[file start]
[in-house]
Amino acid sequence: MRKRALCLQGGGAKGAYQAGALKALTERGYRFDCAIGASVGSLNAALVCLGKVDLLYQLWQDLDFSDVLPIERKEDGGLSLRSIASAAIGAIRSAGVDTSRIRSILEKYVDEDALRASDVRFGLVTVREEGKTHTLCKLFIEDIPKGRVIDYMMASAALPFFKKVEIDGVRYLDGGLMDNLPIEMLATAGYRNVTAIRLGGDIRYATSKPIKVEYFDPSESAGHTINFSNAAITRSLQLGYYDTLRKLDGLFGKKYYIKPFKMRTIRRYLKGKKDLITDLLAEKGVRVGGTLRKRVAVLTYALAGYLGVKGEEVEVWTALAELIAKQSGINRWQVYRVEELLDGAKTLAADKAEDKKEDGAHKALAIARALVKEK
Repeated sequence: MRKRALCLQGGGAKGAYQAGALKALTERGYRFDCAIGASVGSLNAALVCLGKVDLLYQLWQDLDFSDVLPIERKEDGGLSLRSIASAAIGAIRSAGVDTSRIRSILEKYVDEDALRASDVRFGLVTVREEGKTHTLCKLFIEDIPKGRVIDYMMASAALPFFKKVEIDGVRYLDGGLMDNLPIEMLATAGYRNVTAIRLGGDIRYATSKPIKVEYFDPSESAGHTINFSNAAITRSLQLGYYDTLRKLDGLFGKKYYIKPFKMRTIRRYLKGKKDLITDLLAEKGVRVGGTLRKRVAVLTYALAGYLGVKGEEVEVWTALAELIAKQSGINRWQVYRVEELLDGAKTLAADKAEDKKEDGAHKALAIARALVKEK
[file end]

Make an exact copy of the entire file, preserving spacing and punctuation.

[in-house]
Amino acid sequence: MRKRALCLQGGGAKGAYQAGALKALTERGYRFDCAIGASVGSLNAALVCLGKVDLLYQLWQDLDFSDVLPIERKEDGGLSLRSIASAAIGAIRSAGVDTSRIRSILEKYVDEDALRASDVRFGLVTVREEGKTHTLCKLFIEDIPKGRVIDYMMASAALPFFKKVEIDGVRYLDGGLMDNLPIEMLATAGYRNVTAIRLGGDIRYATSKPIKVEYFDPSESAGHTINFSNAAITRSLQLGYYDTLRKLDGLFGKKYYIKPFKMRTIRRYLKGKKDLITDLLAEKGVRVGGTLRKRVAVLTYALAGYLGVKGEEVEVWTALAELIAKQSGINRWQVYRVEELLDGAKTLAADKAEDKKEDGAHKALAIARALVKEK
Repeated sequence: MRKRALCLQGGGAKGAYQAGALKALTERGYRFDCAIGASVGSLNAALVCLGKVDLLYQLWQDLDFSDVLPIERKEDGGLSLRSIASAAIGAIRSAGVDTSRIRSILEKYVDEDALRASDVRFGLVTVREEGKTHTLCKLFIEDIPKGRVIDYMMASAALPFFKKVEIDGVRYLDGGLMDNLPIEMLATAGYRNVTAIRLGGDIRYATSKPIKVEYFDPSESAGHTINFSNAAITRSLQLGYYDTLRKLDGLFGKKYYIKPFKMRTIRRYLKGKKDLITDLLAEKGVRVGGTLRKRVAVLTYALAGYLGVKGEEVEVWTALAELIAKQSGINRWQVYRVEELLDGAKTLAADKAEDKKEDGAHKALAIARALVKEK